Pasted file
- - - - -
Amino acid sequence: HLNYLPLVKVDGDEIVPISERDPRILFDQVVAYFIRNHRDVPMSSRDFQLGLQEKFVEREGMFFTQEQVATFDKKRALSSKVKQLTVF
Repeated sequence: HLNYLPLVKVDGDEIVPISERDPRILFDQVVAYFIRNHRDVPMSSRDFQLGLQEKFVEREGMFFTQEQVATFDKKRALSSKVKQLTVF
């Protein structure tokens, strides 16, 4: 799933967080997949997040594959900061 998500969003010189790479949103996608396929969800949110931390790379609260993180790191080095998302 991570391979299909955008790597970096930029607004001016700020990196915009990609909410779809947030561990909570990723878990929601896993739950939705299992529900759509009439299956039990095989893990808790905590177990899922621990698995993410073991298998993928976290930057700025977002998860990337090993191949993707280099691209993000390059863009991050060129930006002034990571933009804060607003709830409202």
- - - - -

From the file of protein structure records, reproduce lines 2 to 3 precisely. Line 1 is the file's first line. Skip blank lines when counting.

Repeated sequence: HLNYLPLVKVDGDEIVPISERDPRILFDQVVAYFIRNHRDVPMSSRDFQLGLQEKFVEREGMFFTQEQVATFDKKRALSSKVKQLTVF
């Protein structure tokens, strides 16, 4: 799933967080997949997040594959900061 998500969003010189790479949103996608396929969800949110931390790379609260993180790191080095998302 991570391979299909955008790597970096930029607004001016700020990196915009990609909410779809947030561990909570990723878990929601896993739950939705299992529900759509009439299956039990095989893990808790905590177990899922621990698995993410073991298998993928976290930057700025977002998860990337090993191949993707280099691209993000390059863009991050060129930006002034990571933009804060607003709830409202």